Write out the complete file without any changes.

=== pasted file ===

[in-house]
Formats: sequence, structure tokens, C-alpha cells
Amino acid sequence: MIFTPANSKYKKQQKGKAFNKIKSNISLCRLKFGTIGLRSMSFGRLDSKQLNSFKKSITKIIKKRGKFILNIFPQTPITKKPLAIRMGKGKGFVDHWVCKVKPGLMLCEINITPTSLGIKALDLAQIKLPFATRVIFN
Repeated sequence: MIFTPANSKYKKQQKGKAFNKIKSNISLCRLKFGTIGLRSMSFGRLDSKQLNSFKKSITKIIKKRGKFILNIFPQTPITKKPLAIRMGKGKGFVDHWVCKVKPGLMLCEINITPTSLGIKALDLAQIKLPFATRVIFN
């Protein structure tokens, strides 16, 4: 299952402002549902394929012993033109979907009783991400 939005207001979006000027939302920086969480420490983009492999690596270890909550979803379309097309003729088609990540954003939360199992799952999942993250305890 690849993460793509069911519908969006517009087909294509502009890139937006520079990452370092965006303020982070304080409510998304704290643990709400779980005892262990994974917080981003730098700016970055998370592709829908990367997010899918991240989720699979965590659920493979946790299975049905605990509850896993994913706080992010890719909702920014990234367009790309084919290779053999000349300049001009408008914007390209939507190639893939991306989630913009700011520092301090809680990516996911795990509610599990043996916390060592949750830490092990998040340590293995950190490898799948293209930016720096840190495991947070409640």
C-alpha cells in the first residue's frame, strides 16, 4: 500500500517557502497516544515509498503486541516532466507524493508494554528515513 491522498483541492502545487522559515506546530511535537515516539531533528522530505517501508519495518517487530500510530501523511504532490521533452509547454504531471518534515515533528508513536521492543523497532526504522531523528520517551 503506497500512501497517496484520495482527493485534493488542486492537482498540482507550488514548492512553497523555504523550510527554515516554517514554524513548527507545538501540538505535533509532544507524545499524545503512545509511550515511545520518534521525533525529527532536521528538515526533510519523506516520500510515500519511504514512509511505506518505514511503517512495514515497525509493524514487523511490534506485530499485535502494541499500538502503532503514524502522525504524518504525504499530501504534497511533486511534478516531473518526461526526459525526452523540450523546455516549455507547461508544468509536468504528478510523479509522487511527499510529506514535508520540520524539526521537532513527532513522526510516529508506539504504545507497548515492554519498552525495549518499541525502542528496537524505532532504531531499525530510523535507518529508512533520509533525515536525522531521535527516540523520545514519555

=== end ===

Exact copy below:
[in-house]
Formats: sequence, structure tokens, C-alpha cells
Amino acid sequence: MIFTPANSKYKKQQKGKAFNKIKSNISLCRLKFGTIGLRSMSFGRLDSKQLNSFKKSITKIIKKRGKFILNIFPQTPITKKPLAIRMGKGKGFVDHWVCKVKPGLMLCEINITPTSLGIKALDLAQIKLPFATRVIFN
Repeated sequence: MIFTPANSKYKKQQKGKAFNKIKSNISLCRLKFGTIGLRSMSFGRLDSKQLNSFKKSITKIIKKRGKFILNIFPQTPITKKPLAIRMGKGKGFVDHWVCKVKPGLMLCEINITPTSLGIKALDLAQIKLPFATRVIFN
């Protein structure tokens, strides 16, 4: 299952402002549902394929012993033109979907009783991400 939005207001979006000027939302920086969480420490983009492999690596270890909550979803379309097309003729088609990540954003939360199992799952999942993250305890 690849993460793509069911519908969006517009087909294509502009890139937006520079990452370092965006303020982070304080409510998304704290643990709400779980005892262990994974917080981003730098700016970055998370592709829908990367997010899918991240989720699979965590659920493979946790299975049905605990509850896993994913706080992010890719909702920014990234367009790309084919290779053999000349300049001009408008914007390209939507190639893939991306989630913009700011520092301090809680990516996911795990509610599990043996916390060592949750830490092990998040340590293995950190490898799948293209930016720096840190495991947070409640």
C-alpha cells in the first residue's frame, strides 16, 4: 500500500517557502497516544515509498503486541516532466507524493508494554528515513 491522498483541492502545487522559515506546530511535537515516539531533528522530505517501508519495518517487530500510530501523511504532490521533452509547454504531471518534515515533528508513536521492543523497532526504522531523528520517551 503506497500512501497517496484520495482527493485534493488542486492537482498540482507550488514548492512553497523555504523550510527554515516554517514554524513548527507545538501540538505535533509532544507524545499524545503512545509511550515511545520518534521525533525529527532536521528538515526533510519523506516520500510515500519511504514512509511505506518505514511503517512495514515497525509493524514487523511490534506485530499485535502494541499500538502503532503514524502522525504524518504525504499530501504534497511533486511534478516531473518526461526526459525526452523540450523546455516549455507547461508544468509536468504528478510523479509522487511527499510529506514535508520540520524539526521537532513527532513522526510516529508506539504504545507497548515492554519498552525495549518499541525502542528496537524505532532504531531499525530510523535507518529508512533520509533525515536525522531521535527516540523520545514519555